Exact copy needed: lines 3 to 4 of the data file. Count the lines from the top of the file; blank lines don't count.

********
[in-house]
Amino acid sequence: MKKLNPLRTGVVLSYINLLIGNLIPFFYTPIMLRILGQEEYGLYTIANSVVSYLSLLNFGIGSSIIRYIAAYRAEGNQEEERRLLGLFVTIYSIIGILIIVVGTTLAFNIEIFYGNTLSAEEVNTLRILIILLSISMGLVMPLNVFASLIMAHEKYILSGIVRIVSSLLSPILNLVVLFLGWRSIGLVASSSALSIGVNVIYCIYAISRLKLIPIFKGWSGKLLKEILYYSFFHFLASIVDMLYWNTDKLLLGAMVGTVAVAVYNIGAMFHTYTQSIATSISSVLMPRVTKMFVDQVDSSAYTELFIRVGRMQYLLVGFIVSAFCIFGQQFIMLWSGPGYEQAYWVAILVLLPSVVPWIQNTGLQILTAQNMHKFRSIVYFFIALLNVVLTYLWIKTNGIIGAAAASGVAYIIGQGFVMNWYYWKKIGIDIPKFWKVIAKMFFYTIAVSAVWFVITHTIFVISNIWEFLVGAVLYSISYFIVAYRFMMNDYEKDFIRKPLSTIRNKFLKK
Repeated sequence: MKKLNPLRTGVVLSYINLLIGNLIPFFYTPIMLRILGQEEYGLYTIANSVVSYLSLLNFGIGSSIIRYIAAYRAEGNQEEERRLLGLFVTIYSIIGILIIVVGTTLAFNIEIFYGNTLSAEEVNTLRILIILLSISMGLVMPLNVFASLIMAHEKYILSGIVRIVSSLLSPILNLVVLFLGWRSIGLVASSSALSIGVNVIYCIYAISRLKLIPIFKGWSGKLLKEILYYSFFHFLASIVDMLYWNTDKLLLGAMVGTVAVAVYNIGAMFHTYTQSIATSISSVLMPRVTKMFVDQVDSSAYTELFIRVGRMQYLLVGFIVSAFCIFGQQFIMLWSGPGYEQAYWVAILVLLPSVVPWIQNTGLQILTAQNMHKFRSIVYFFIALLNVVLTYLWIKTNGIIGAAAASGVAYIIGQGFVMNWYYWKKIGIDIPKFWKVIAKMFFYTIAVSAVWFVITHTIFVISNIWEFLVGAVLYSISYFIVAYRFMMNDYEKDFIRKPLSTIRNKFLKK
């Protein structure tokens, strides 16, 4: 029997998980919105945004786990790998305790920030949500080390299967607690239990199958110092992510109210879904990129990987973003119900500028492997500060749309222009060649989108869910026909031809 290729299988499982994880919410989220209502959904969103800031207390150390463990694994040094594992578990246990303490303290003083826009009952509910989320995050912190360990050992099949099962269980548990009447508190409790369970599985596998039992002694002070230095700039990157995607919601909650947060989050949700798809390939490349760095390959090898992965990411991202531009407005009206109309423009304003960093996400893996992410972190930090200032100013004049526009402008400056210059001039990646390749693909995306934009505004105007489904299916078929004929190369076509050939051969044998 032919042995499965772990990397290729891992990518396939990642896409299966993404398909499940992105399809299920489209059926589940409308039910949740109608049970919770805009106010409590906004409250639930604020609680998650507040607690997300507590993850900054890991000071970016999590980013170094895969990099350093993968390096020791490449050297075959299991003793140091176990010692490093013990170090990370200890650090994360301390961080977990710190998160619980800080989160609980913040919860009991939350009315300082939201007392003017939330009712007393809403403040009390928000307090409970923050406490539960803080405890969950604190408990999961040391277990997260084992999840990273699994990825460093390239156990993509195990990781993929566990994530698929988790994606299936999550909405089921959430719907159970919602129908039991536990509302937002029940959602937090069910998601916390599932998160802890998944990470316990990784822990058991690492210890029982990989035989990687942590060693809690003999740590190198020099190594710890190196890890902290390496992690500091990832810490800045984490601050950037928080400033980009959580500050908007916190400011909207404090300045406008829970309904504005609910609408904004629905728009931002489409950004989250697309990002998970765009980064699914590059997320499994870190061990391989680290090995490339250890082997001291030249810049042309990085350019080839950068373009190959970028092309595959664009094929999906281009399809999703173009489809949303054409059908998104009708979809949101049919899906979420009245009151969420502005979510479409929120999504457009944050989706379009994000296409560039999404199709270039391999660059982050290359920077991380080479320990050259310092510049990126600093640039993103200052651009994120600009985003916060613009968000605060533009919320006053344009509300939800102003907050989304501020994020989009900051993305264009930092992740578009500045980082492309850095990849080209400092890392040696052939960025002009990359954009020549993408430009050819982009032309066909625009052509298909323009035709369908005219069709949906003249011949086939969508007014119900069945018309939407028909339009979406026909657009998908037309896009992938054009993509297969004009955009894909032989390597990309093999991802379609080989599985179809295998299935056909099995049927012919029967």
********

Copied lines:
Repeated sequence: MKKLNPLRTGVVLSYINLLIGNLIPFFYTPIMLRILGQEEYGLYTIANSVVSYLSLLNFGIGSSIIRYIAAYRAEGNQEEERRLLGLFVTIYSIIGILIIVVGTTLAFNIEIFYGNTLSAEEVNTLRILIILLSISMGLVMPLNVFASLIMAHEKYILSGIVRIVSSLLSPILNLVVLFLGWRSIGLVASSSALSIGVNVIYCIYAISRLKLIPIFKGWSGKLLKEILYYSFFHFLASIVDMLYWNTDKLLLGAMVGTVAVAVYNIGAMFHTYTQSIATSISSVLMPRVTKMFVDQVDSSAYTELFIRVGRMQYLLVGFIVSAFCIFGQQFIMLWSGPGYEQAYWVAILVLLPSVVPWIQNTGLQILTAQNMHKFRSIVYFFIALLNVVLTYLWIKTNGIIGAAAASGVAYIIGQGFVMNWYYWKKIGIDIPKFWKVIAKMFFYTIAVSAVWFVITHTIFVISNIWEFLVGAVLYSISYFIVAYRFMMNDYEKDFIRKPLSTIRNKFLKK
């Protein structure tokens, strides 16, 4: 029997998980919105945004786990790998305790920030949500080390299967607690239990199958110092992510109210879904990129990987973003119900500028492997500060749309222009060649989108869910026909031809 290729299988499982994880919410989220209502959904969103800031207390150390463990694994040094594992578990246990303490303290003083826009009952509910989320995050912190360990050992099949099962269980548990009447508190409790369970599985596998039992002694002070230095700039990157995607919601909650947060989050949700798809390939490349760095390959090898992965990411991202531009407005009206109309423009304003960093996400893996992410972190930090200032100013004049526009402008400056210059001039990646390749693909995306934009505004105007489904299916078929004929190369076509050939051969044998 032919042995499965772990990397290729891992990518396939990642896409299966993404398909499940992105399809299920489209059926589940409308039910949740109608049970919770805009106010409590906004409250639930604020609680998650507040607690997300507590993850900054890991000071970016999590980013170094895969990099350093993968390096020791490449050297075959299991003793140091176990010692490093013990170090990370200890650090994360301390961080977990710190998160619980800080989160609980913040919860009991939350009315300082939201007392003017939330009712007393809403403040009390928000307090409970923050406490539960803080405890969950604190408990999961040391277990997260084992999840990273699994990825460093390239156990993509195990990781993929566990994530698929988790994606299936999550909405089921959430719907159970919602129908039991536990509302937002029940959602937090069910998601916390599932998160802890998944990470316990990784822990058991690492210890029982990989035989990687942590060693809690003999740590190198020099190594710890190196890890902290390496992690500091990832810490800045984490601050950037928080400033980009959580500050908007916190400011909207404090300045406008829970309904504005609910609408904004629905728009931002489409950004989250697309990002998970765009980064699914590059997320499994870190061990391989680290090995490339250890082997001291030249810049042309990085350019080839950068373009190959970028092309595959664009094929999906281009399809999703173009489809949303054409059908998104009708979809949101049919899906979420009245009151969420502005979510479409929120999504457009944050989706379009994000296409560039999404199709270039391999660059982050290359920077991380080479320990050259310092510049990126600093640039993103200052651009994120600009985003916060613009968000605060533009919320006053344009509300939800102003907050989304501020994020989009900051993305264009930092992740578009500045980082492309850095990849080209400092890392040696052939960025002009990359954009020549993408430009050819982009032309066909625009052509298909323009035709369908005219069709949906003249011949086939969508007014119900069945018309939407028909339009979406026909657009998908037309896009992938054009993509297969004009955009894909032989390597990309093999991802379609080989599985179809295998299935056909099995049927012919029967």